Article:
An image of the Fashion Nova fashionnova.com company website.
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February 23, 2022 12:20 PM EST

In January, the Federal Trade Commission (FTC) settled a complaint against Fashion Nova alleging that the fashion retailer blocked negative reviews from appearing on its website. Now FTC lawyer Amber Lee says she hopes the case sends a message to any other companies that may be tempted to engage in similar conduct.

Lee served as lead attorney on the historic case, which marked the first time the FTC has challenged a company for allegedly failing to post negative reviews.

“There always has to be a first case,” Lee tells TIME of how the complaint against the fast fashion giant came about. “And this is the first time we’ve uncovered evidence of this sort of review suppression.”

While the agency has previously sued companies like Sunday Riley Modern Skincare, a brand that sells skin cream and treatments at Sephora, for allegedly deceiving customers with fake reviews, Lee says that review suppression is a different story.

“Review suppression is more withholding or hiding certain categories of reviews—in this case, negative reviews or lower-starred reviews—whereas fake reviews are when either employees or some other party are paid to leave a review for a product when they haven’t had that experience with the product,” she says.

In its complaint, the FTC claimed that Fashion Nova used a third-party product review system that automatically posted four- and five-star reviews to its site but held lower-starred reviews for the company’s approval. From late 2015 until November 2019, Fashion Nova never approved or posted hundreds of thousands of lower-starred reviews, the complaint said. Fashion Nova will be required to pay $4.2 million to settle the allegations and is barred from misrepresenting customer reviews or other endorsements.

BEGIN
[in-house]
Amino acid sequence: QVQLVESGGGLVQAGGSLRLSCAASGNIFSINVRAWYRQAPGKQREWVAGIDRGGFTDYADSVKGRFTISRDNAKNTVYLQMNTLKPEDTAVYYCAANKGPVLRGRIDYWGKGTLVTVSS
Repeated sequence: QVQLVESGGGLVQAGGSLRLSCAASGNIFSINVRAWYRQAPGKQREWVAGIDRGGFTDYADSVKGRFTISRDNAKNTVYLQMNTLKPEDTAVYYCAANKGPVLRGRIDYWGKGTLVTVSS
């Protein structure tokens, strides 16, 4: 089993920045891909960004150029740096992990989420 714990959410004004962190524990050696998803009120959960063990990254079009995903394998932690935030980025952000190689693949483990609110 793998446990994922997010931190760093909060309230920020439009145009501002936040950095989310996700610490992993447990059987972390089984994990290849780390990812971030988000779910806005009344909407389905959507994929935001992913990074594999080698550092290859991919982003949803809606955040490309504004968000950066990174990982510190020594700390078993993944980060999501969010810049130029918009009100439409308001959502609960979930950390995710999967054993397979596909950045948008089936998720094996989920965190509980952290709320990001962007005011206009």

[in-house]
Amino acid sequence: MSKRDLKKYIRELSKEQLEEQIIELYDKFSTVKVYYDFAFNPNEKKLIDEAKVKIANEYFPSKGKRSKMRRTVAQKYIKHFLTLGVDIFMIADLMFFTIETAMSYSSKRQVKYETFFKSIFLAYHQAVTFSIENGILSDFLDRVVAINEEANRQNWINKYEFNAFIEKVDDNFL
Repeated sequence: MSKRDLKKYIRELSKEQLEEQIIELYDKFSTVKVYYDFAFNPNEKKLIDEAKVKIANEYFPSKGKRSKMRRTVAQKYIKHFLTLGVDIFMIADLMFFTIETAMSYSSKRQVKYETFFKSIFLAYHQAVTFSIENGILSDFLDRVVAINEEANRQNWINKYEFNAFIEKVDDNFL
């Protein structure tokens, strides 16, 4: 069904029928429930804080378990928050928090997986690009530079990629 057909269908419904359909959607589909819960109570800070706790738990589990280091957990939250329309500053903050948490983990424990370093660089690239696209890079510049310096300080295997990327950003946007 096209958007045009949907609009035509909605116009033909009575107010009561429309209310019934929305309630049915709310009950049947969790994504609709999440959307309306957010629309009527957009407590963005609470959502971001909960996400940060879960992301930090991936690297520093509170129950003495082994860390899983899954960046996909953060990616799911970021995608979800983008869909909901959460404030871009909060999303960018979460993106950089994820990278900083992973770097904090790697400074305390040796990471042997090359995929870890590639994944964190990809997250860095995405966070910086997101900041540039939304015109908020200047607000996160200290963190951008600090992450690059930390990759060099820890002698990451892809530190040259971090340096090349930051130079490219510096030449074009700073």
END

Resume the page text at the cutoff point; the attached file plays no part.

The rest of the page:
In a statement emailed to TIME, a Fashion Nova spokesperson contended that the FTC allegations were “inaccurate and deceptive” and that the company was “highly confident that it would have won in court and only agreed to settle the case to avoid the distraction and legal fees that it would incur in litigation.”

The spokesperson went on to say that the issue was caused by Fashion Nova’s reliance on a third-party platform that offered an option to “autopublish” various star ratings in a drop-down menu.

“Those that were not autopublished were filtered and could be individually reviewed and manually released,” the spokesperson said. “At one point in time, the company inadvertently failed to complete this process given certain resource constraints during a period of rapid growth. That issue was remedied several years ago and all previously unpublished reviews have now been posted to the extent they are actually about the product they were submitted for and do not contain profanity, do not contain threatening language and comply with other reasonable terms.”

Employing unfair or deceptive practices that violate the FTC Act in the manner alleged in this case can harm consumers who have come to look at reviews as a source of honest feedback from their peers, says Lee.

“When consumers see a review section on a website, they assume that all reviews are posted,” she says. “So when a company withholds negative reviews or does something to hide those negative reviews, it deprives consumers of the opinions of other purchasers.”

It also creates an unfairness issue for the online commerce market as a whole if “some companies are being honest and transparent about their reviews and others are doing things to hide or withhold negative reviews,” Lee says.

Although she couldn’t comment on how the FTC became aware of this particular case, Lee says the agency generally has a number of ways of discovering information that can lead to an investigation.

“[Investigations] can start from our own monitoring of the marketplace or from something that we see or hear in the news,” she says. “They can also start from referrals we receive from self-regulatory organizations or complaints from consumers, consumer advocacy groups or competitors.”

In a January press release, the FTC also announced that it had sent letters to 10 companies that offer review management services warning them about avoiding the collection or publication of negative reviews. Lee said she couldn’t comment on whether that action has progressed in any way, but urged consumers to make a report to the FTC if they notice something about a company that seems fishy.

“That’s how we find out about a lot of this stuff,” she said. “We encourage consumers to report deceptive conduct that they see.”

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Write to Megan McCluskey at megan.mccluskey@time.com.

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